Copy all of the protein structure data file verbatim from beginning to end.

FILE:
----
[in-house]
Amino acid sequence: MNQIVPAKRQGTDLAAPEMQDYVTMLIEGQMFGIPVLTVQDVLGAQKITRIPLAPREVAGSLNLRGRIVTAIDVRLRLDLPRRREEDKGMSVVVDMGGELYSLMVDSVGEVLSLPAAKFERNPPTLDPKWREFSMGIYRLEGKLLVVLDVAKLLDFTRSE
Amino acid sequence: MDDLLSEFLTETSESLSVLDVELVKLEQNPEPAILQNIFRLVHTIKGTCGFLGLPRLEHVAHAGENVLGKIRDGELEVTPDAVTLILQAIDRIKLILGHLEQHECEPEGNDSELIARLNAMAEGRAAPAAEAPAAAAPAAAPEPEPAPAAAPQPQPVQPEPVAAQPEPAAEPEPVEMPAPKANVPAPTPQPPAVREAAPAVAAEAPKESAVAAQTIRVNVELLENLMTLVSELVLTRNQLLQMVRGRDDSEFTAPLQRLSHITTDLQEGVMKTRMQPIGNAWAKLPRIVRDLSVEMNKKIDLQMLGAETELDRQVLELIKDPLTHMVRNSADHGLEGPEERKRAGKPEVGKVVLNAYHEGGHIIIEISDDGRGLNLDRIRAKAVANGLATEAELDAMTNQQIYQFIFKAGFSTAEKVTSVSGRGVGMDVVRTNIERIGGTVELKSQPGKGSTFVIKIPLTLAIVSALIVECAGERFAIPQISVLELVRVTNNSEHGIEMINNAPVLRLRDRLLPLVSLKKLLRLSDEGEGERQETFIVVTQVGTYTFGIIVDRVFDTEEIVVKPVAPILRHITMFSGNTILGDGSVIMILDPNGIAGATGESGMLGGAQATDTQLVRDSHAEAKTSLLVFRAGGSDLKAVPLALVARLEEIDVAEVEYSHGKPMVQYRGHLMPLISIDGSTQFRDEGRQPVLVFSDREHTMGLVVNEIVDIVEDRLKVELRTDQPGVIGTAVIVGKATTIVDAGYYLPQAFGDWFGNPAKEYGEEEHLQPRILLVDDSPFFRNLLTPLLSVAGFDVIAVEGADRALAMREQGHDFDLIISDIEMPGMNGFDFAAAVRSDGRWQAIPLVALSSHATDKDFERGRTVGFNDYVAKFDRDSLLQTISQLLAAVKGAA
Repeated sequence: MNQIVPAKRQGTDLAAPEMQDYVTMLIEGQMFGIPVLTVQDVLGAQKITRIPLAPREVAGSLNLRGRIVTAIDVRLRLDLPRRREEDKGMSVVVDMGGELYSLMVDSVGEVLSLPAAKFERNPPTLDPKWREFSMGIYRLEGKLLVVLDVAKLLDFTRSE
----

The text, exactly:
[in-house]
Amino acid sequence: MNQIVPAKRQGTDLAAPEMQDYVTMLIEGQMFGIPVLTVQDVLGAQKITRIPLAPREVAGSLNLRGRIVTAIDVRLRLDLPRRREEDKGMSVVVDMGGELYSLMVDSVGEVLSLPAAKFERNPPTLDPKWREFSMGIYRLEGKLLVVLDVAKLLDFTRSE
Amino acid sequence: MDDLLSEFLTETSESLSVLDVELVKLEQNPEPAILQNIFRLVHTIKGTCGFLGLPRLEHVAHAGENVLGKIRDGELEVTPDAVTLILQAIDRIKLILGHLEQHECEPEGNDSELIARLNAMAEGRAAPAAEAPAAAAPAAAPEPEPAPAAAPQPQPVQPEPVAAQPEPAAEPEPVEMPAPKANVPAPTPQPPAVREAAPAVAAEAPKESAVAAQTIRVNVELLENLMTLVSELVLTRNQLLQMVRGRDDSEFTAPLQRLSHITTDLQEGVMKTRMQPIGNAWAKLPRIVRDLSVEMNKKIDLQMLGAETELDRQVLELIKDPLTHMVRNSADHGLEGPEERKRAGKPEVGKVVLNAYHEGGHIIIEISDDGRGLNLDRIRAKAVANGLATEAELDAMTNQQIYQFIFKAGFSTAEKVTSVSGRGVGMDVVRTNIERIGGTVELKSQPGKGSTFVIKIPLTLAIVSALIVECAGERFAIPQISVLELVRVTNNSEHGIEMINNAPVLRLRDRLLPLVSLKKLLRLSDEGEGERQETFIVVTQVGTYTFGIIVDRVFDTEEIVVKPVAPILRHITMFSGNTILGDGSVIMILDPNGIAGATGESGMLGGAQATDTQLVRDSHAEAKTSLLVFRAGGSDLKAVPLALVARLEEIDVAEVEYSHGKPMVQYRGHLMPLISIDGSTQFRDEGRQPVLVFSDREHTMGLVVNEIVDIVEDRLKVELRTDQPGVIGTAVIVGKATTIVDAGYYLPQAFGDWFGNPAKEYGEEEHLQPRILLVDDSPFFRNLLTPLLSVAGFDVIAVEGADRALAMREQGHDFDLIISDIEMPGMNGFDFAAAVRSDGRWQAIPLVALSSHATDKDFERGRTVGFNDYVAKFDRDSLLQTISQLLAAVKGAA
Repeated sequence: MNQIVPAKRQGTDLAAPEMQDYVTMLIEGQMFGIPVLTVQDVLGAQKITRIPLAPREVAGSLNLRGRIVTAIDVRLRLDLPRRREEDKGMSVVVDMGGELYSLMVDSVGEVLSLPAAKFERNPPTLDPKWREFSMGIYRLEGKLLVVLDVAKLLDFTRSE